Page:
DUBLIN – Every technology shift has its winners and losers. Ireland, long a key location for small-molecule and biologics manufacturing, is now gearing up to ensure it is on the right side of the divide as the rollout of cell and gene therapies (CAGT) gathers momentum. There are no guarantees that the same technological and economic factors that contributed to its success during earlier eras of pharmaceutical and biopharmaceutical manufacturing will apply to the coming era of regenerative medicine. But the country's inward investment agency, IDA Ireland, is betting that its long-established relationships with the top tier of biopharma companies and its longstanding expertise in meeting FDA manufacturing requirements will help in the battle to win new investment projects.
"It's a very interesting challenge," Tommy Fanning, head of biopharmaceuticals at IDA Ireland, told BioWorld. The country has ridden the transition from small-molecule production to biologics production over the past two decades. "We got over $10 billion in biologics investment, capital investment, in the sites," he said. But the pipeline of new projects is getting thinner. "There's not a lot of new biologics capacity to be built globally."
Existing facilities continue to expand capacity, a trend that is "working very well for Ireland," he said. Merck & Co. Inc., of Kenilworth, N.J., is building only its second in-house facility for its blockbuster programmed cell death 1 (PD-1) inhibitor Keytruda (pembrolizumab) at Swords, north of Dublin, to complement an existing manufacturing site in the Netherlands. The company, which this week posted $2.6 billion in Q2 sales of the drug, also relies on CMOs in the U.S. and Germany. The 325,000 square-foot Swords site is due to go live early in the next decade. Earlier this year, antibody developer Regeneron Pharmaceuticals Inc., of Tarrytown, N.Y., announced plans to invest €200 million (US$223 million) to add another 240,000 square feet to its existing 400,000 square-foot facility in Limerick. Shanghai-based CMO Wuxi Biologics is currently building a €325 million single-use biologics manufacturing facility in Dundalk, the company's first production plant outside China.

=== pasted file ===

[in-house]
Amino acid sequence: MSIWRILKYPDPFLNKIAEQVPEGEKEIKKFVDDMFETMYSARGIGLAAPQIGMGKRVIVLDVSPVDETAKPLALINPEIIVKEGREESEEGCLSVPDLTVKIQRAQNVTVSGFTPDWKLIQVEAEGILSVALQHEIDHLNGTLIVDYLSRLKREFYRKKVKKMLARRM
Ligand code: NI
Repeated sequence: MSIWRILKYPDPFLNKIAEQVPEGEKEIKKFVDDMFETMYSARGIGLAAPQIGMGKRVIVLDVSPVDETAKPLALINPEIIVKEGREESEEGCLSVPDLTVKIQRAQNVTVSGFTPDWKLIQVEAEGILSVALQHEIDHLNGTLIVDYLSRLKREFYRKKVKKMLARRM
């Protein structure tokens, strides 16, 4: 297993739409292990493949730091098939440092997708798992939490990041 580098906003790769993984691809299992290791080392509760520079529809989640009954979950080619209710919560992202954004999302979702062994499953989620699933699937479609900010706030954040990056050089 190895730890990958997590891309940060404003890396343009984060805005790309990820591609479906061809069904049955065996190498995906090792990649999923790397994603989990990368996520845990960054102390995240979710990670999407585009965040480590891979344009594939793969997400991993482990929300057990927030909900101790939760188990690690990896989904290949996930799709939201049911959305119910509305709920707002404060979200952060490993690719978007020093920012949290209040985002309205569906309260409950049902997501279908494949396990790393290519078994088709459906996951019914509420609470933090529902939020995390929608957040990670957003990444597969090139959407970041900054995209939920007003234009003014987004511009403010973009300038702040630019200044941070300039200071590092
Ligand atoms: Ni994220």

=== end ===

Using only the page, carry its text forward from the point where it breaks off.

But a smaller-scale initiative underway at a Takeda Pharmaceutical Co. Ltd. facility at Grange Castle, on the outskirts of Dublin, points the way to Ireland's possible future in the production of CAGT. The Osaka-based company is investing €30 million in the development of a cell therapy facility to produce Alofisel (darvadstrocel), an allogeneic mesenchymal stem cell therapy, which received European approval in March 2018 to treat complex perianal fistulas in patients with Crohn's disease. (See BioWorld, Jan. 8, 2018.)
The therapy originated at Takeda's erstwhile partner Tigenix NV, of Leuven, Belgium, which the Japanese pharma acquired for €520 million on foot of the approval. Although Belgium is a globally competitive region both for cell therapy development and manufacturing, Takeda's Irish subsidiary was chosen to take charge of the production of Alofisel. The same unit was the first Takeda active pharmaceutical ingredient (API) facility to be located outside Japan.
The process is the product
Of course, one swallow does not a summer make. CAGT therapy manufacturing differs from both small-molecule and biologics production in several key respects. The scale requirements of CAGT production are radically different. Autologous cell therapies, in particular, involve small-scale production runs and do not require large manufacturing facilities. Moreover, because the process is literally the product in regenerative medicine, companies tend to locate manufacturing adjacent to the R&D function.